Perhaps DRM can be made to work, once it's supported in hardware. I'm biased; I'm politically opposed to it. If you really want DRM that makes sure no-one can upload your work to a torrent, you need to control the reader software. You can't do it without imposing lock-in. You either have to have multiple incompatible systems, which is bad for consumers - or a monopoly (ditto).

And even then I can _still_ point my webcam at the screen, put a brick on the "page down" key, and OCR the lot. Ebooks are just about the easiest media to copy. If you genuinely want to prevent that, what you want to do is actively filter the internet - i.e. the torrent itself.

And again, that is perhaps possible, but I would be even more strongly opposed. Restricting "innovation" in ebook readers and the ebook market is one thing. Demanding that any internet protocol which could violate copyright must have filtering designed-in would impose a massive freeze on innovation.

More realistically, you target the directories / search engines that let complete strangers browse and search such torrents. Guess what - that's already happening.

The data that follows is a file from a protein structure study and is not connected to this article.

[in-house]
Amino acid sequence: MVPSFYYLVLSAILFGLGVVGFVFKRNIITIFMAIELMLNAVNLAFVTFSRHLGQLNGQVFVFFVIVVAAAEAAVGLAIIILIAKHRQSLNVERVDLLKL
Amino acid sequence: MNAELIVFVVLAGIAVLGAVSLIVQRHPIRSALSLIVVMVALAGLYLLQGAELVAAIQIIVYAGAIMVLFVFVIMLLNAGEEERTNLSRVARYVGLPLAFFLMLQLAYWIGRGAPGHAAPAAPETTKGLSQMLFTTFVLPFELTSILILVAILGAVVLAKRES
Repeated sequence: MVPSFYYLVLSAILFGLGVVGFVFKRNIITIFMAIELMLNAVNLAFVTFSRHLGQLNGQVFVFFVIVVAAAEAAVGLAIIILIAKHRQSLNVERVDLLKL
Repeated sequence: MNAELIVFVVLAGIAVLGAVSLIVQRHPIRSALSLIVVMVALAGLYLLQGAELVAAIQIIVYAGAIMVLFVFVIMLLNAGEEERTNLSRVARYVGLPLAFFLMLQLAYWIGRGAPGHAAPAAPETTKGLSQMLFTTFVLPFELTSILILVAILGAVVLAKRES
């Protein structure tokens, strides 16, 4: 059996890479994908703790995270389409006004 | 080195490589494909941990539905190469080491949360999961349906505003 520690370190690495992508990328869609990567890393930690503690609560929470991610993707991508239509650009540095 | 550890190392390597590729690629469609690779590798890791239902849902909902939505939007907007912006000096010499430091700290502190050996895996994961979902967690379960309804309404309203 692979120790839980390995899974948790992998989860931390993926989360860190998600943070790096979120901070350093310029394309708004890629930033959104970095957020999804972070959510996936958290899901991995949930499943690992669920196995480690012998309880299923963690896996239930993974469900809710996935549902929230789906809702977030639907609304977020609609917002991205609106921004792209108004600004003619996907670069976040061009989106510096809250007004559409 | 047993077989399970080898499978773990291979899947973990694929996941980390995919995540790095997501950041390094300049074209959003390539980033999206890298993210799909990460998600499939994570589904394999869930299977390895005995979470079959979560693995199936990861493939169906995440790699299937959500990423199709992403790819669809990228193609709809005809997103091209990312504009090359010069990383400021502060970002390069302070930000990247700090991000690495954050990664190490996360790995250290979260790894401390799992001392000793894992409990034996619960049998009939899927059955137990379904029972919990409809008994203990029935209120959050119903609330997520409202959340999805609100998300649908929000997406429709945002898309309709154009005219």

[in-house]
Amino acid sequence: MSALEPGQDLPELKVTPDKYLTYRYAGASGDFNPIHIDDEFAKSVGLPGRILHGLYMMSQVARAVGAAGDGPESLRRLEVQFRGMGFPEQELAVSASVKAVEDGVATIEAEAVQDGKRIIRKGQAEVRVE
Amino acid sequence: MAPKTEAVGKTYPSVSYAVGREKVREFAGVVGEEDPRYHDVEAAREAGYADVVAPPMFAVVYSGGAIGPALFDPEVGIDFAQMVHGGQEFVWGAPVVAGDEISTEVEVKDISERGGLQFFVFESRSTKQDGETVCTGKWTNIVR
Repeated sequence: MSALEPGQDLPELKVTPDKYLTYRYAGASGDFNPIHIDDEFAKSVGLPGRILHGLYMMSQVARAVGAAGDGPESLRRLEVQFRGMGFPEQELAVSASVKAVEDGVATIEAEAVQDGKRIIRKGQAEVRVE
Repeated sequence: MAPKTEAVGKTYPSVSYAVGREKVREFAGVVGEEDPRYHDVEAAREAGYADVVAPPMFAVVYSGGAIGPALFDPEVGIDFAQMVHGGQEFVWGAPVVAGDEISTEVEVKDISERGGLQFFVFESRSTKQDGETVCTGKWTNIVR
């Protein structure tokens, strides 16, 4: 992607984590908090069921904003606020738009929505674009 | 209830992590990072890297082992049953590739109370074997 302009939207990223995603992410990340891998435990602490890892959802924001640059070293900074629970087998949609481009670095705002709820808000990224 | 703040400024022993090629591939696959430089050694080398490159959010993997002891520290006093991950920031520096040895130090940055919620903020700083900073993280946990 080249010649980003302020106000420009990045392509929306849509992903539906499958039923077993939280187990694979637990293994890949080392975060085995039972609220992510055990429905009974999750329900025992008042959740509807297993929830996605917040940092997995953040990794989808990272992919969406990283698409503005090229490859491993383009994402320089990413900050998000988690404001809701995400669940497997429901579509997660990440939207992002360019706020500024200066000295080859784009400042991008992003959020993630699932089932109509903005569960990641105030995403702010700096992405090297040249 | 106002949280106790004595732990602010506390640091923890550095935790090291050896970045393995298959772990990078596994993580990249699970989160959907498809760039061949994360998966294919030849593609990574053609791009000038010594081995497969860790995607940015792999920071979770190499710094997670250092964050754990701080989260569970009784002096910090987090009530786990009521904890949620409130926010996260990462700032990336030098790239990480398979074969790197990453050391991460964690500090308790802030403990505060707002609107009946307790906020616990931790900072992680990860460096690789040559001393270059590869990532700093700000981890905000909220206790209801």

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Old 06-30-2010, 04:37 PM   #67
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Perhaps DRM can be made to work, once it's supported in hardware. I'm biased; I'm politically opposed to it. If you really want DRM that makes sure no-one can upload your work to a torrent, you need to control the reader software. You can't do it without imposing lock-in. You either have to have multiple incompatible systems, which is bad for consumers - or a monopoly (ditto).
I agree that hardware needs to support any security system. I disagree that such a thing would be that bad for consumers. I liken it to the government action to force copier companies to build in a circuit that would automatically detect someone trying to make copies of legal tender, and shut down the copier until the authorities could pay you a friendly visit. Most consumers didn't even know it was there (many have still never heard of it), and it didn't impact copying of anything else.